UWE decides not to close politics department

The University of the West of England has opted not to close its politics and international relations department after a campaign by students and staff to save it.

March 16, 2013

Instead, for new entrants in 2013-14, the department’s four undergraduate courses will merge into one while the department’s master’s course in human rights will close.

In a statement, the university said the new offering would be in line with the institution’s “success in delivering practice-led and professionally recognised programmes”.

Last month a review of programmes recommended closing all the courses in the department.

Reasons included expanding competition from local institutions, sharply falling applications in the subject compared with increases in professionally recognised and practice-led programmes, and a “lack of strategic fit” within the university.

Vice-chancellor Steve West said that significant challenges remained for politics and international relations at UWE and that major changes were required to bring about necessary improvements in the area.

Professor West said he had received a large amount of input from staff, students, the University and College Union, external examiners and professors of politics and international relations at other institutions over the recommendation.

In a statement to Times Higher Education he added that he hoped to build on their “passion and professionalism” to create something “that is both new and truly unique”.

A petition to save the department - backed by UWE Students’ Union and branches of the University and College Union at the institution and the University of Bristol - gathered more than 700 signatures.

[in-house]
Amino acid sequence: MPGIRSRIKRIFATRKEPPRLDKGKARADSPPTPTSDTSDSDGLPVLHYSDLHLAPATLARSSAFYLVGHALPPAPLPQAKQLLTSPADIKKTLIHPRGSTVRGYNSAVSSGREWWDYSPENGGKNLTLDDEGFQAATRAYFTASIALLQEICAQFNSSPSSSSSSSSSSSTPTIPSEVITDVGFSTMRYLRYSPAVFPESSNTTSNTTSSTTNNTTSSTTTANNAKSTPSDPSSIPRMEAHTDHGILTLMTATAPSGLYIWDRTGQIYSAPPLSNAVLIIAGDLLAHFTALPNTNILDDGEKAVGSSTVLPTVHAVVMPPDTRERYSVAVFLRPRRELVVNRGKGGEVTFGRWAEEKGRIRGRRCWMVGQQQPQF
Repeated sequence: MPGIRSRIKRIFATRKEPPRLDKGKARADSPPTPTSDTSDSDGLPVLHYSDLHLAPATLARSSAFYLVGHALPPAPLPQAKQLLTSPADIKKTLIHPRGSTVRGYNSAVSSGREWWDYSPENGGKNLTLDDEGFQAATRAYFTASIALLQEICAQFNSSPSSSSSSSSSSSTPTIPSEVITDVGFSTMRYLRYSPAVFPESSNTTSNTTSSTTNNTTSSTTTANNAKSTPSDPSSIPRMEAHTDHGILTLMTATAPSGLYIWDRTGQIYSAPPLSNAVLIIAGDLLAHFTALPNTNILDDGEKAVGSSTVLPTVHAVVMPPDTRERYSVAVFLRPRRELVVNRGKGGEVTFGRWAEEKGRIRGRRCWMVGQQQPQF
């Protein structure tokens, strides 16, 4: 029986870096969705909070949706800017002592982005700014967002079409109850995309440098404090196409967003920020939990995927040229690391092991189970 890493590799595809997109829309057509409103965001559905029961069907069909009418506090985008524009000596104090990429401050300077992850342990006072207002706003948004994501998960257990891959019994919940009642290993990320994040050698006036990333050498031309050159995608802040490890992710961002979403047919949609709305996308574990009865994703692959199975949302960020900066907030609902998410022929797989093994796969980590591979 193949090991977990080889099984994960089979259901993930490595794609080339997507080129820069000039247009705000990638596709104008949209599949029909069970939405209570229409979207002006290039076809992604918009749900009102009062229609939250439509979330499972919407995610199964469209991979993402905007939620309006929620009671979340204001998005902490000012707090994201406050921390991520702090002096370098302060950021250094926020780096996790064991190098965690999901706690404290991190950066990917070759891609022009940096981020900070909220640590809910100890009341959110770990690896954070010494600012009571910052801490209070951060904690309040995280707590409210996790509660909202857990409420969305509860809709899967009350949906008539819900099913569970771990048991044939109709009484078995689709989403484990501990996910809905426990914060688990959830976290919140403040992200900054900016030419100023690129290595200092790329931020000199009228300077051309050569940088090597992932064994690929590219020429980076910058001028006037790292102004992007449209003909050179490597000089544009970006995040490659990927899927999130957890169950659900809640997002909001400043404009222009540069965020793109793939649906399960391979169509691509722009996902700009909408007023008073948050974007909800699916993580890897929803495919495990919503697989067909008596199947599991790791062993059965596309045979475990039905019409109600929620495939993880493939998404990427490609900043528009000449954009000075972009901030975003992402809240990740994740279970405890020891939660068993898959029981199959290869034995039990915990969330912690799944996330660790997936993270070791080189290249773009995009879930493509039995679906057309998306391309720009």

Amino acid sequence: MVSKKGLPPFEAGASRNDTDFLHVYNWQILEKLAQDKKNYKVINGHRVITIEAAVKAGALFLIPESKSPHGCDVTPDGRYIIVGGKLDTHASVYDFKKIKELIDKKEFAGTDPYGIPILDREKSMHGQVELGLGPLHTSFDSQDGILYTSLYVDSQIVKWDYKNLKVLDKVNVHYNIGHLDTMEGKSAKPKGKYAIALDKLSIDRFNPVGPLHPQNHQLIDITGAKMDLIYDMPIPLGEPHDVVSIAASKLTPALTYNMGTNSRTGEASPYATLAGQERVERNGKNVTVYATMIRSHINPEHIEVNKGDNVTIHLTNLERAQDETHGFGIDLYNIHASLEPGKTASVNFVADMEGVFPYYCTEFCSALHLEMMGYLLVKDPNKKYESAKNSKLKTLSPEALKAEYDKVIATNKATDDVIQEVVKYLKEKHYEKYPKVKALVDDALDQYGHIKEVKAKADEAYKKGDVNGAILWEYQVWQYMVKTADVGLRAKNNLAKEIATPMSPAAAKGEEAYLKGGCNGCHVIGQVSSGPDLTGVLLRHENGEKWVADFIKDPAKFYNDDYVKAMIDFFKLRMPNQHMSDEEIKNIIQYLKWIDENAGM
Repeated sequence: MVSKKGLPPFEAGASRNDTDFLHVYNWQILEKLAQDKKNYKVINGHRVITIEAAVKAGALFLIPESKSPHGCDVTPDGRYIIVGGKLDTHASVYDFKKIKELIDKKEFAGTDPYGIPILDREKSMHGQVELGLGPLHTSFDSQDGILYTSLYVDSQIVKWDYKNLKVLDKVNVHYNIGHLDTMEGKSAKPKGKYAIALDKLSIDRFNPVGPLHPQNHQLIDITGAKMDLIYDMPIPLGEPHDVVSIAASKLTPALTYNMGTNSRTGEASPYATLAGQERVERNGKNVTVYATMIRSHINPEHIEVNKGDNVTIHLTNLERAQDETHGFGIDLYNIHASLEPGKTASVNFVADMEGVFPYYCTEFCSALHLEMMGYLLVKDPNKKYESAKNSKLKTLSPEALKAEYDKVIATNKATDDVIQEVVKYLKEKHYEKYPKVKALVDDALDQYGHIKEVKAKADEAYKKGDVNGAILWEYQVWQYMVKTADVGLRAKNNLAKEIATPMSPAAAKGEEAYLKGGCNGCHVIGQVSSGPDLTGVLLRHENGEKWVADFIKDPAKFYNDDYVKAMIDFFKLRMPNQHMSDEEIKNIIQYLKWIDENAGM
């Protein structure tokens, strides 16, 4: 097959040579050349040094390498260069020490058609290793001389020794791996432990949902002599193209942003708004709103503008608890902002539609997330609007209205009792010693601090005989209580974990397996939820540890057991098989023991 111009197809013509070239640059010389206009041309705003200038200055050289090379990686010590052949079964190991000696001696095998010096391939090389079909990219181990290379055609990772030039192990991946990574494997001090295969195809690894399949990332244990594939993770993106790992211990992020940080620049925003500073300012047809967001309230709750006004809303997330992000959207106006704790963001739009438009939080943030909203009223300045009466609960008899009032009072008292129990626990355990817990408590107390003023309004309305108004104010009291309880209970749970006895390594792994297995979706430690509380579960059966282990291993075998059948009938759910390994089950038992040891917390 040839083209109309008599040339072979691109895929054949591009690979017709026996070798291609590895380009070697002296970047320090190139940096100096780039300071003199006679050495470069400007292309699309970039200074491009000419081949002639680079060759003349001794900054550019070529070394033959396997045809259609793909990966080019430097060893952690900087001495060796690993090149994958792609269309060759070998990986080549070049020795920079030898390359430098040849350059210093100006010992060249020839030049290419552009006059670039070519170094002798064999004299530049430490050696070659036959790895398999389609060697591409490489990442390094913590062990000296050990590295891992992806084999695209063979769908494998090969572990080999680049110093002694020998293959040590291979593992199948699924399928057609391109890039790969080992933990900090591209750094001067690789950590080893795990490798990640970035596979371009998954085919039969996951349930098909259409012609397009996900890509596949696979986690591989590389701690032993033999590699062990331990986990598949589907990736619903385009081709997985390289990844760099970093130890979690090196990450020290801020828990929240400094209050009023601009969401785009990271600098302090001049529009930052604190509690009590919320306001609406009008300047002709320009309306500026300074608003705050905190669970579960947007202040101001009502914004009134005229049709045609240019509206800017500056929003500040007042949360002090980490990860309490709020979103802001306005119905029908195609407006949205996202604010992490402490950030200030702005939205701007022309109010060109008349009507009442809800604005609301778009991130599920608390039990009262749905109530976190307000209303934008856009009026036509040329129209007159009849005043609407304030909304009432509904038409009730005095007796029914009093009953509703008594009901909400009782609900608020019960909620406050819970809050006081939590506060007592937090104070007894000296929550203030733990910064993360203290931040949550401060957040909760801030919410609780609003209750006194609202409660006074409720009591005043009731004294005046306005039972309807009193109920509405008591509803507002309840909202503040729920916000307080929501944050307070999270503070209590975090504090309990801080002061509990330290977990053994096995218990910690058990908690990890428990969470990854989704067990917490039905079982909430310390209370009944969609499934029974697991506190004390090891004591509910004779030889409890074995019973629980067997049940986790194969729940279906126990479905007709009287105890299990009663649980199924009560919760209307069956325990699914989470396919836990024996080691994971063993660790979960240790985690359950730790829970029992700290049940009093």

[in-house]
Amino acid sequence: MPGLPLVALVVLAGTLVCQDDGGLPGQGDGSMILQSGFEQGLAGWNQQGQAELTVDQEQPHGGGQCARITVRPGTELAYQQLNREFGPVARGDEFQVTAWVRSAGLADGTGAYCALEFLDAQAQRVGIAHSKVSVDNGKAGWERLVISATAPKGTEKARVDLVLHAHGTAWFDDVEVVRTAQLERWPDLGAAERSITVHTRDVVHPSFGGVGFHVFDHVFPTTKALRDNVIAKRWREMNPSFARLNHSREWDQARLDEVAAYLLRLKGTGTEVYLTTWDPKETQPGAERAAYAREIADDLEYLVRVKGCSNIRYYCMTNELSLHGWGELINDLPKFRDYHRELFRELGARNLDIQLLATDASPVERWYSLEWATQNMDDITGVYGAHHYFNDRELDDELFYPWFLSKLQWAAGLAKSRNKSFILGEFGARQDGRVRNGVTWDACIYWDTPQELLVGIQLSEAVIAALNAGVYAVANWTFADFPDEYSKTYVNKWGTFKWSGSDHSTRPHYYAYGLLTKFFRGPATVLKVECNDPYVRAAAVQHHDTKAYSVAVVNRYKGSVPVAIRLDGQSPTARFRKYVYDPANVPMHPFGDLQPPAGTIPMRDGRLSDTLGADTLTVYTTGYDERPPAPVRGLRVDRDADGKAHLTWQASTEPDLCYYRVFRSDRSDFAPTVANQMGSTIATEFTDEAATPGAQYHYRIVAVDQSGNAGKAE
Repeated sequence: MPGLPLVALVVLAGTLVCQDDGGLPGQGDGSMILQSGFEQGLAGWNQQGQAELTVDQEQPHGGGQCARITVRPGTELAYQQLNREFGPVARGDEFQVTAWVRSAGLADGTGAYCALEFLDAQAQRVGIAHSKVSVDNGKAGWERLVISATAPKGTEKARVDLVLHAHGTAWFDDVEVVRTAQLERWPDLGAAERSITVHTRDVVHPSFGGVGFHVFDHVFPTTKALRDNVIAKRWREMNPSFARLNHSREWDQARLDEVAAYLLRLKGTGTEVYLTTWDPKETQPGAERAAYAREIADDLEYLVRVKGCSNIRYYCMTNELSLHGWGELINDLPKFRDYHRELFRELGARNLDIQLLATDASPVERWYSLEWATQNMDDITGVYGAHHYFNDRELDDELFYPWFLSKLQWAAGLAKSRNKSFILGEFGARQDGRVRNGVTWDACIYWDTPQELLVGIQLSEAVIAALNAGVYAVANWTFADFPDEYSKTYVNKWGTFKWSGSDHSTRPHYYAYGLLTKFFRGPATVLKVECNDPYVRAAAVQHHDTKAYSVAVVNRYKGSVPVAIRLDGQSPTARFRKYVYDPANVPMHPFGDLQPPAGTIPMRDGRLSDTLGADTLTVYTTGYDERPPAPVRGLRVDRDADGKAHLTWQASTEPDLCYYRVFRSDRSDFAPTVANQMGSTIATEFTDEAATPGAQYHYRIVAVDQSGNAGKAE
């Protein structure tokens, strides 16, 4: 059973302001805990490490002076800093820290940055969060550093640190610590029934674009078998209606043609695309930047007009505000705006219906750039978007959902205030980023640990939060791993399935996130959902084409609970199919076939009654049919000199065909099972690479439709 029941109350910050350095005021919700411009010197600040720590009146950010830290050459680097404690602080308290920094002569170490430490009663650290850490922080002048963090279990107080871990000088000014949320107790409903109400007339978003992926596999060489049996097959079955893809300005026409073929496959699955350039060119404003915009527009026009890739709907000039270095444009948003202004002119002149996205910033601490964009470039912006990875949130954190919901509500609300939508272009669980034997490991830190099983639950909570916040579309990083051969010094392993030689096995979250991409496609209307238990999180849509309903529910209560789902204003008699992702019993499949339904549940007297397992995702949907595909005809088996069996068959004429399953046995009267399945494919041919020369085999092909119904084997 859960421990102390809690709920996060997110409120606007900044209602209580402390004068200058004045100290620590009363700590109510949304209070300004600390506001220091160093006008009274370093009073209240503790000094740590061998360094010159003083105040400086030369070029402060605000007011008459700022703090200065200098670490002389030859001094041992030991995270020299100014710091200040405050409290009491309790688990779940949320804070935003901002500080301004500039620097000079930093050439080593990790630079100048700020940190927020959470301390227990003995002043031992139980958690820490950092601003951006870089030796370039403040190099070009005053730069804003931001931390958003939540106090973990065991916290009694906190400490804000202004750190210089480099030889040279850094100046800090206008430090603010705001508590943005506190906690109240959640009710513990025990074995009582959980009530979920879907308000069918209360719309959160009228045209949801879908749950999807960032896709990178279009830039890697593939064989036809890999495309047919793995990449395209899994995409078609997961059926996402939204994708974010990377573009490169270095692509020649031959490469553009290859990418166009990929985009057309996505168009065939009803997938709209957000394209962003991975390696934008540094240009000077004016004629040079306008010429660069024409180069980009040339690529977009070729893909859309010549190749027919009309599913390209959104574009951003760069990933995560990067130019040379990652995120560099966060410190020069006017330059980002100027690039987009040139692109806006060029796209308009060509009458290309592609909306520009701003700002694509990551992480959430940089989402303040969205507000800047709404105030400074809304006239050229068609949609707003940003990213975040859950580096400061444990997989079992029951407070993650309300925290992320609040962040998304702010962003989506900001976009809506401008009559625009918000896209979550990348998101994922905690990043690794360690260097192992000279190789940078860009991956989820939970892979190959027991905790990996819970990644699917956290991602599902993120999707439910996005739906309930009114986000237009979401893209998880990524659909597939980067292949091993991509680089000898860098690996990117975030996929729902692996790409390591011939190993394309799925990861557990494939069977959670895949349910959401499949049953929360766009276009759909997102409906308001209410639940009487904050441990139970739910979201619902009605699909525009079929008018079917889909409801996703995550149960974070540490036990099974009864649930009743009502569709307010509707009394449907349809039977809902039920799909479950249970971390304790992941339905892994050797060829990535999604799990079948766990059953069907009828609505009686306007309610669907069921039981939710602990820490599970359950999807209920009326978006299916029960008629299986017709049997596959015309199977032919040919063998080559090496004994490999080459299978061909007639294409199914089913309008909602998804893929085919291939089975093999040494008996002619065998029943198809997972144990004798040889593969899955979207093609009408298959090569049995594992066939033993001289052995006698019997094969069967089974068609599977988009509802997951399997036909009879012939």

Emily Hazell, a politics student who campaigned against the closure, said that students welcomed the decision to retain the department and would work with staff to “ensure that the remaining programme captures that which moved us to unilaterally and vociferously oppose the potential closure”.

However, some students still had concerns about the wider ramifications of the “strategic vision” for the university, and specifically the humanities department, she added.

There were also concerns about the “wider presumption” that students at post-1992 universities like UWE “cannot cope with nor do not want - nor succeed at, once given the chance at university level – ‘academic’ options”, she said.


You've reached your article limit.

Register to continue

Registration is free and only takes a moment. Once registered you can read a total of 3 articles each month, plus:

  • Sign up for the editor's highlights
  • Receive World University Rankings news first
  • Get job alerts, shortlist jobs and save job searches
  • Participate in reader discussions and post comments

Reader's comments (1)

Instrumentalism nearly won. Time will tell if the department is crippled by the restructuring.

Have your say

Log in or register to post comments

Featured Jobs

Most Commented

Worried man wiping forehead
Two academics explain how to beat some of the typical anxieties associated with a doctoral degree
A group of flamingos and a Marabou stork

A right-wing philosopher in Texas tells John Gill how a minority of students can shut down debates and intimidate lecturers – and why he backs Trump

A face made of numbers looks over a university campus

From personalising tuition to performance management, the use of data is increasingly driving how institutions operate

students use laptops

Researchers say students who use computers score half a grade lower than those who write notes

As the country succeeds in attracting even more students from overseas, a mixture of demographics, ‘soft power’ concerns and local politics help explain its policy